I am writing this shortly after the sale of Isabella and the Pot of Basil by William Holman Hunt via an auction done by Christie’s. The piece was put up by the Delaware Art Museum to help pay for a renovation bill. To say this makes me angry is a slight understatement. I am appalled, disgusted, horrified and find the whole situation an abomination. Kirsty Stonell Walker has written an eloquent post that sums up most of my feelings on the subject. The circumstances of this had me thinking about my feelings if this was my favorite painting. I realized that I haven’t ever fully expressed my thoughts on exactly why my favorite painting is my favorite so I thought I would discuss that today.
Last year during Pre-Raphaelite Day, the Pre-Raphaelite society held a vote on twitter to find what the most popular painting done by the brotherhood was. My vote was a painting I don’t really see mentioned:
This is A Sea-Spell by Dante Gabriel Rossetti and it is my favorite picture of all time.
As I’ve mentioned in the about page of this blog, my grandfather was the jazz musician Fats Waller. One of the perks of this growing up was my family was gifted with a lot of things, mostly music (my father’s vinyl collection was sort of insane) but sometimes we got bits and bobs of art or books. When I discovered the Pre-Raphaelites and was deep in my research phase, I decided to go through our book collection to see if we had anything about them. We did. I saw a small reproduction of this painting in one of the books (and I have no idea which one, I wish I did!) and I fell in love. While Prosperine was the first Rossetti I saw, A Sea-Spell was the painting that made me into such a huge fan. I suppose that’s why Alexa is my favorite model of the PRB.
The thing that stands out most to me about this painting is just how luxurious Alexa’s dress is. The gold just shimmers, the folds (which is one of my loves, when a painter gets the folds of a gown just right is one of my personal benchmarks for great art) make sense, the design is just exquisite. I told a former paramour once that if he wanted an idea of the type of wedding gown I wanted, he just needed to look to this work. Also of note is how vibrant the red in the hair is, even in the background when it sort of flows over the apple branch in the back. I am not sure what flowers surround the painting and her hair, perhaps apple blossoms? I know there have been books written on the flowers in the Pre-Raphaelite movement, however I wonder if there is a definitive guide to them. It would be a rather large book I suppose, but an invaluable resource!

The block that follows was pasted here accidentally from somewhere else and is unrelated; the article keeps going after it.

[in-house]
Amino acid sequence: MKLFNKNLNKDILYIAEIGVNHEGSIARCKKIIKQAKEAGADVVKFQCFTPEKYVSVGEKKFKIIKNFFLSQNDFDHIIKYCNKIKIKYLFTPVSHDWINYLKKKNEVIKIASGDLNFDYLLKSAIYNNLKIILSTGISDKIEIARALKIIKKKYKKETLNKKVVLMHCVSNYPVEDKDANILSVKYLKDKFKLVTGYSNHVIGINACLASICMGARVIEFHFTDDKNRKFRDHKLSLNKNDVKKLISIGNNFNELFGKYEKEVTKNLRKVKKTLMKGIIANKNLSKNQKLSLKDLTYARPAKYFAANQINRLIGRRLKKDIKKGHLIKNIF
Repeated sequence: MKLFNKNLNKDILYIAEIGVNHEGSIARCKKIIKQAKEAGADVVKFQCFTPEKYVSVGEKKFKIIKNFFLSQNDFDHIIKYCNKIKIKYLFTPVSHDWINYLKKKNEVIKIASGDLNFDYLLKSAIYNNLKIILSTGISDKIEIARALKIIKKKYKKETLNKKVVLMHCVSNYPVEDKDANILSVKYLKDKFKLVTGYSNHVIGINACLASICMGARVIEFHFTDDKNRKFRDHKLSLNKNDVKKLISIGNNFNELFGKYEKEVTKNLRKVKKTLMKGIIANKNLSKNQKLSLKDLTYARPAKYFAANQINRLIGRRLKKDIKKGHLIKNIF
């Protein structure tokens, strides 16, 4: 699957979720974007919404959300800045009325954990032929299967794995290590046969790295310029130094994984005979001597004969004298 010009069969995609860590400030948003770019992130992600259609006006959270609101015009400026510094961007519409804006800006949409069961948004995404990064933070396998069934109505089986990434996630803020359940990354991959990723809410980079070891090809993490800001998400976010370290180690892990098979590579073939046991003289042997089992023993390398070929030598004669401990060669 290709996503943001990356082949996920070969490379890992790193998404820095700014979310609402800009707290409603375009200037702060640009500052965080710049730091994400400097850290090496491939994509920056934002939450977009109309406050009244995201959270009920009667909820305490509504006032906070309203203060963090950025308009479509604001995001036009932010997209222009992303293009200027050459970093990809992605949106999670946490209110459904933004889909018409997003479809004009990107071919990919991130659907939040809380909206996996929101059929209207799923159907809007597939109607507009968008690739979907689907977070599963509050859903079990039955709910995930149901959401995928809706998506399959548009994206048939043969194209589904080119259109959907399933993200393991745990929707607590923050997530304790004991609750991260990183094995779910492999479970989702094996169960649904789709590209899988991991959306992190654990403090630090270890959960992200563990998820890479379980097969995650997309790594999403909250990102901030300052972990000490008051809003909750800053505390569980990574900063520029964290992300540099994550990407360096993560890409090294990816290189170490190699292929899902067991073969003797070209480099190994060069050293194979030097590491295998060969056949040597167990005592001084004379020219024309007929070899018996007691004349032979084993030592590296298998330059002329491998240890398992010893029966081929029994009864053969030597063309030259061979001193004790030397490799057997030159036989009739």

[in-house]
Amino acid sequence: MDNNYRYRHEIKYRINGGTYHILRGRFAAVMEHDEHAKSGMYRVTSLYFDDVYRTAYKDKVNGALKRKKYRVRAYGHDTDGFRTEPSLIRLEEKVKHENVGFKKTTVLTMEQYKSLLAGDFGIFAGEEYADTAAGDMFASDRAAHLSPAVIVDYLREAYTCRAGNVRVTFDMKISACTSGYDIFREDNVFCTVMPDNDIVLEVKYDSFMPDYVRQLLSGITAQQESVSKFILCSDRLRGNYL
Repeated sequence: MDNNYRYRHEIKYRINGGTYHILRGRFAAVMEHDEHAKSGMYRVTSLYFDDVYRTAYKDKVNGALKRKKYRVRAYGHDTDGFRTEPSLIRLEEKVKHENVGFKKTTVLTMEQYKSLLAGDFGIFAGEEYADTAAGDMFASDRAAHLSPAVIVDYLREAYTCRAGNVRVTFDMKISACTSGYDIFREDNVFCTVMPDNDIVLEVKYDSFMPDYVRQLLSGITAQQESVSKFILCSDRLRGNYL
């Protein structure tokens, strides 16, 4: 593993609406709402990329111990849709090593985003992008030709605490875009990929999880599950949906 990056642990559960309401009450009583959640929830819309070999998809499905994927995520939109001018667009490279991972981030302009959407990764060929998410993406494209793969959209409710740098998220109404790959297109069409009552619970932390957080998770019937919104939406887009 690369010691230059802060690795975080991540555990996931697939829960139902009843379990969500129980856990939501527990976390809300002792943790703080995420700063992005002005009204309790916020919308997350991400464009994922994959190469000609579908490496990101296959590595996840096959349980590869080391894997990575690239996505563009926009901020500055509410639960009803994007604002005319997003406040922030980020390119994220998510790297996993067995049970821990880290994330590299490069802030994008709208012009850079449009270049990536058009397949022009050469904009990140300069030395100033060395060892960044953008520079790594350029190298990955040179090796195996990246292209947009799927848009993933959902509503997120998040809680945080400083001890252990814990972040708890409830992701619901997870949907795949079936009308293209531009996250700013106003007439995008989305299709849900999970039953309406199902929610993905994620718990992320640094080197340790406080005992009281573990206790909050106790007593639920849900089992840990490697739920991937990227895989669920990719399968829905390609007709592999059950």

Rossetti was also a poet and there is a poem that accompanies this painting:
Her lute hangs shadowed in the apple-tree,
While flashing fingers weave the sweet-strung spell
Between its chords; and as the wild notes swell,
The sea-bird for those branches leaves the sea.
But to what sound her listening ear stoops she?
What netherworld gulf-whispers doth she hear,
In answering echoes from what planisphere,
Along the wind, along the estuary?
She sinks into her spell: and when full soon
Her lips move and she soars into her song,
What creatures of the midmost main shall throng
In furrowed self-clouds to the summoning rune,
Till he, the fated mariner, hears her cry,
And up her rock, bare breasted, comes to die?
We can infer from the poem that the subject is actually a siren, the mythological (or is it dun dun dunnn) creature that has a beautiful voice which she uses to lure men to their death. I love sirens, they are some of my favorite beings of myth. What strikes me about this however is just how innocent Rossetti’s siren looks. Sirens are usually described as being seductive, sexy and this siren is…well she’s quite melancholy and pensive isn’t she? Not the bloodthirsty, come-hither types you normally associate it with sirens.
I found this painting at a time in my life where I honestly thought I wouldn’t survive. Looking at it makes me happy, it takes me out of my head and into someplace sweet. I think that’s one of the great things about finding an art piece that speaks to you, that feeling of something or someone just GETTING it. I’ve never seen this painting in person, even though it’s only in Boston at the Fogg Art Museum. I have been putting it off for various reasons, the main one being I might have a nervous breakdown in front of it. With the recent sale of Isabella though I feel like I really do need to take the time to do see it.
I’m not sure why this painting isn’t talked about more. Maybe the subject matter is too broad for some or the poem doesn’t move them. That’s fine, Rossetti isn’t for everyone. I do hope that those who do enjoy his work will take a closer look at A Sea-Spell and perhaps find something there that they hadn’t seen before.
A Sea Spell is on display at the Fogg Art Museum, Cambridge, Massachusetts, USA.